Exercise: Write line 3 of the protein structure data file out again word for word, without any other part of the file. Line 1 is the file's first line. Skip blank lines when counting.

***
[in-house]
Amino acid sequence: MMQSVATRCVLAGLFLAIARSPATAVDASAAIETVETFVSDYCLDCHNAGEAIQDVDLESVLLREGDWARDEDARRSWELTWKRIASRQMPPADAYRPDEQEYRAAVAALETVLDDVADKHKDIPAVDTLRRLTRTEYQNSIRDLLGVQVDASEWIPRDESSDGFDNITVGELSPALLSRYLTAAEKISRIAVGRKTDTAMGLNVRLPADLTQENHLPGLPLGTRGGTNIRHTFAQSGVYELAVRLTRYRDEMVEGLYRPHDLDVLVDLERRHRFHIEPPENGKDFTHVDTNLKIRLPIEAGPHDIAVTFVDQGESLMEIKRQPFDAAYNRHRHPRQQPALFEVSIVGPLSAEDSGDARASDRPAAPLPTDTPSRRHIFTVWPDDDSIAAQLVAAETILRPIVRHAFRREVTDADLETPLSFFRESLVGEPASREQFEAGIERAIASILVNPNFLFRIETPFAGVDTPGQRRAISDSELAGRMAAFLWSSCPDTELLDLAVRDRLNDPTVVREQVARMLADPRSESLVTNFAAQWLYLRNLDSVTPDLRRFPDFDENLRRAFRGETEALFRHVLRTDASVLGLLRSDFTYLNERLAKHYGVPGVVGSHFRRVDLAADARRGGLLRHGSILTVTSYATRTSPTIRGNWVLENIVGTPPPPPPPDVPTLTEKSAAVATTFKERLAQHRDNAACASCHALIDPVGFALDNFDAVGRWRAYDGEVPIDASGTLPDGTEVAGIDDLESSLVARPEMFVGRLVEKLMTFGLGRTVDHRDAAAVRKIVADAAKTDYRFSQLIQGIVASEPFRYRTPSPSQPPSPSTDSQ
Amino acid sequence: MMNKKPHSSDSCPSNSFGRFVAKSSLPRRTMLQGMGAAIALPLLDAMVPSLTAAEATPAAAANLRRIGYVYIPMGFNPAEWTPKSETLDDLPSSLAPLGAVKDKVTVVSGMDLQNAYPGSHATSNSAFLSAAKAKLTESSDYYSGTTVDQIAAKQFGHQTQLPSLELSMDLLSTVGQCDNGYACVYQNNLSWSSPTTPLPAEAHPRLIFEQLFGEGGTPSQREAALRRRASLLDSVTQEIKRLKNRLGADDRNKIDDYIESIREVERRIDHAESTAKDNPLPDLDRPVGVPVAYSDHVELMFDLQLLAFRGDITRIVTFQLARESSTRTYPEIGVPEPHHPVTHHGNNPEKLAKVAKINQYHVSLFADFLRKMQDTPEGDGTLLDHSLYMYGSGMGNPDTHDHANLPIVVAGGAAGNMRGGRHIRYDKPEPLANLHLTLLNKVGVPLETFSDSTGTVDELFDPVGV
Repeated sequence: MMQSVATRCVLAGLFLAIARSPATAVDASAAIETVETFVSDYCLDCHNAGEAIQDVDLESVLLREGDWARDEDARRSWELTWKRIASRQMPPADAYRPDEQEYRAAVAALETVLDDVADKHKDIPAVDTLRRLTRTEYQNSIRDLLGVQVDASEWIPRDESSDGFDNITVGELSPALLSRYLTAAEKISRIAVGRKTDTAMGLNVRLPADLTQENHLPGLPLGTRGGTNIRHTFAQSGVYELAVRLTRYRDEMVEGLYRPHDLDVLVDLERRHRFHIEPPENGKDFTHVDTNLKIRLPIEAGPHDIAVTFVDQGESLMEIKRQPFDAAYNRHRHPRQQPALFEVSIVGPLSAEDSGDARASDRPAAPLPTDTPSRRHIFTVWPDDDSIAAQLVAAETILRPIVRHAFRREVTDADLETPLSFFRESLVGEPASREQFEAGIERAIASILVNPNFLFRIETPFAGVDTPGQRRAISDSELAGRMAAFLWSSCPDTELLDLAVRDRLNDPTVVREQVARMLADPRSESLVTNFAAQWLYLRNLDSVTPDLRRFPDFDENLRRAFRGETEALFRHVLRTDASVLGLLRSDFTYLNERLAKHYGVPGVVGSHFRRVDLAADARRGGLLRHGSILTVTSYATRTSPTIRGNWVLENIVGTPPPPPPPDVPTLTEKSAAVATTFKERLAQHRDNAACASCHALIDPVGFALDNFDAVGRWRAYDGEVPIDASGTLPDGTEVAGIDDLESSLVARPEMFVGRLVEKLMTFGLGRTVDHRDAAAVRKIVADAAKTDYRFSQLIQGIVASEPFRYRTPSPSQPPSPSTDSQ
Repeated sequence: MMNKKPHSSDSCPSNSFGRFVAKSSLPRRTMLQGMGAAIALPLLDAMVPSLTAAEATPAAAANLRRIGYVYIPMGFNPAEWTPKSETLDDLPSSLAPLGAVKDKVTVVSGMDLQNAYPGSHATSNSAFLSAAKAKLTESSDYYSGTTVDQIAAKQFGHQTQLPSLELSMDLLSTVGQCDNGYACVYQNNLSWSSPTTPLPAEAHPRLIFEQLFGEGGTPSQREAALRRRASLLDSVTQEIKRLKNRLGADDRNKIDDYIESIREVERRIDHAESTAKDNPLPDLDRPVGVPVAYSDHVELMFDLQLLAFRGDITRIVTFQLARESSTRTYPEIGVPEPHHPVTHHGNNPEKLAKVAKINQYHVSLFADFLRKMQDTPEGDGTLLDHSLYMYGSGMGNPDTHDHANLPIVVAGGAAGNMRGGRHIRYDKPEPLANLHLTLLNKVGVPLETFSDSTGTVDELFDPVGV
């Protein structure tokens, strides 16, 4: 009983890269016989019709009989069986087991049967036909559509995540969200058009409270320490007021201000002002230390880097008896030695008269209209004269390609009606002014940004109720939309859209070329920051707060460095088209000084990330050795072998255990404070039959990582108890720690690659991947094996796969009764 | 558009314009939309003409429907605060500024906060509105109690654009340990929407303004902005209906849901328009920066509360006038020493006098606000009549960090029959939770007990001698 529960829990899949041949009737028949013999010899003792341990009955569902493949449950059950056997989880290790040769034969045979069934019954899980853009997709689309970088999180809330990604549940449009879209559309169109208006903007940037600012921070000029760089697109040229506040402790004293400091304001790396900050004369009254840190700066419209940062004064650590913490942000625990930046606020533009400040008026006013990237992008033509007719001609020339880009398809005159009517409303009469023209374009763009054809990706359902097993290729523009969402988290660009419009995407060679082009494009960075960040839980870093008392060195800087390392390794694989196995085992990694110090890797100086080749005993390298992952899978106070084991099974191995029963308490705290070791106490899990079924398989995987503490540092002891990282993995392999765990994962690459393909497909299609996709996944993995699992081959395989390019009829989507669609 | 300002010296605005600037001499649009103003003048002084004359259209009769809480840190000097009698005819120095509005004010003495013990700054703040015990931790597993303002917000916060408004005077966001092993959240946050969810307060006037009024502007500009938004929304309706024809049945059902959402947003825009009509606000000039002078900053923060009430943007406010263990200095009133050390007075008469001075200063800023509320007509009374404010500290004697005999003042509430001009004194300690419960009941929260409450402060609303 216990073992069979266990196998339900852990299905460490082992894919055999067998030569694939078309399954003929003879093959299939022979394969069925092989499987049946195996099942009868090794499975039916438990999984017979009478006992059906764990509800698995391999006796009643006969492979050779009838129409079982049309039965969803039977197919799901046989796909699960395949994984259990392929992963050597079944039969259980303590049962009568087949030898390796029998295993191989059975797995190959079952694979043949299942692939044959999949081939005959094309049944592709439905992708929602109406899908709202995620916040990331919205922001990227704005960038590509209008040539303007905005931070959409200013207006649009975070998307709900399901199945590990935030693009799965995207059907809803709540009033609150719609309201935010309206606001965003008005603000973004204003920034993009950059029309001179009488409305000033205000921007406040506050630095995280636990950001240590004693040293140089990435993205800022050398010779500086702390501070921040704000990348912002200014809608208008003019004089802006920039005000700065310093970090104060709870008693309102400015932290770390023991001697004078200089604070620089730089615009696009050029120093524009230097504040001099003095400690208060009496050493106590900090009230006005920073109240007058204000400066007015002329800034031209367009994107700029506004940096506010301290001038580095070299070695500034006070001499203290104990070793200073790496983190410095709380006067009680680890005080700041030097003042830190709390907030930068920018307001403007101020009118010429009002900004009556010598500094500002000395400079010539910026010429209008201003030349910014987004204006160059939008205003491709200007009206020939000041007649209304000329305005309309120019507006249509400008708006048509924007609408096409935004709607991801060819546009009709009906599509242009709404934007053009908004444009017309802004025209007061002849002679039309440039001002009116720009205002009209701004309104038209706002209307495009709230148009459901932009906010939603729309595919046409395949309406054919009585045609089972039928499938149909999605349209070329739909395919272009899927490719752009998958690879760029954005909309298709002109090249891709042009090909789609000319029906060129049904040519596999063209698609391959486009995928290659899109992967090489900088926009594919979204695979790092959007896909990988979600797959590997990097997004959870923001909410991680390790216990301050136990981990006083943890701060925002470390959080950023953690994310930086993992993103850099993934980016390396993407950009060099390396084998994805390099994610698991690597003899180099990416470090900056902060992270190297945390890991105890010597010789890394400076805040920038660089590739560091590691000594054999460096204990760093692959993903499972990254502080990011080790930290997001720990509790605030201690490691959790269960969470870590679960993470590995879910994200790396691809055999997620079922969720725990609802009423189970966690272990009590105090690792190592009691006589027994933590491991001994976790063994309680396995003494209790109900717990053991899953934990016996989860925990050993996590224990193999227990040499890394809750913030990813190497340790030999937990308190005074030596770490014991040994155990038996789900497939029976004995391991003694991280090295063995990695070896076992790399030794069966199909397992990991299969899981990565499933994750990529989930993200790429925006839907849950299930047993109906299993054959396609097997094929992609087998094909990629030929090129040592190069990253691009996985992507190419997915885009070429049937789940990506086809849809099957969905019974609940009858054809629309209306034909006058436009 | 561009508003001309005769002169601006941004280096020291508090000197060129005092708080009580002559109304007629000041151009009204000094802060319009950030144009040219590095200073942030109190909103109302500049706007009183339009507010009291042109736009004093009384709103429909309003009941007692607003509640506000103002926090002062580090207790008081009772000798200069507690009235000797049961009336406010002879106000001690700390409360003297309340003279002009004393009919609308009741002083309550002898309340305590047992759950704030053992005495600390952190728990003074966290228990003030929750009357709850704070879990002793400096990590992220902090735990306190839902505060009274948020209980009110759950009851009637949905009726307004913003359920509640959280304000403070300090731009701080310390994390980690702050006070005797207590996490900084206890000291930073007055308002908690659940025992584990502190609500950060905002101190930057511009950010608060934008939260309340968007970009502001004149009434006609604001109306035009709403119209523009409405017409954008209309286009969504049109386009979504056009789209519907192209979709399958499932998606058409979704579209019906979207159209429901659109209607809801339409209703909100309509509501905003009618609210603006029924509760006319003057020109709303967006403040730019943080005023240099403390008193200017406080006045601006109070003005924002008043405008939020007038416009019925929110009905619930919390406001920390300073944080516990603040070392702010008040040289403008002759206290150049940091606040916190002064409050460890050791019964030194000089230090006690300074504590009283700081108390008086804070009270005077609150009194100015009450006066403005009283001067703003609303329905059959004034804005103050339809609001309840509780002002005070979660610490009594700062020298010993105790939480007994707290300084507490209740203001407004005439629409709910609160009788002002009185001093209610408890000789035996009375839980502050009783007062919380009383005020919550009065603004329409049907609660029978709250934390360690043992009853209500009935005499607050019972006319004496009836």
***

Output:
Amino acid sequence: MMNKKPHSSDSCPSNSFGRFVAKSSLPRRTMLQGMGAAIALPLLDAMVPSLTAAEATPAAAANLRRIGYVYIPMGFNPAEWTPKSETLDDLPSSLAPLGAVKDKVTVVSGMDLQNAYPGSHATSNSAFLSAAKAKLTESSDYYSGTTVDQIAAKQFGHQTQLPSLELSMDLLSTVGQCDNGYACVYQNNLSWSSPTTPLPAEAHPRLIFEQLFGEGGTPSQREAALRRRASLLDSVTQEIKRLKNRLGADDRNKIDDYIESIREVERRIDHAESTAKDNPLPDLDRPVGVPVAYSDHVELMFDLQLLAFRGDITRIVTFQLARESSTRTYPEIGVPEPHHPVTHHGNNPEKLAKVAKINQYHVSLFADFLRKMQDTPEGDGTLLDHSLYMYGSGMGNPDTHDHANLPIVVAGGAAGNMRGGRHIRYDKPEPLANLHLTLLNKVGVPLETFSDSTGTVDELFDPVGV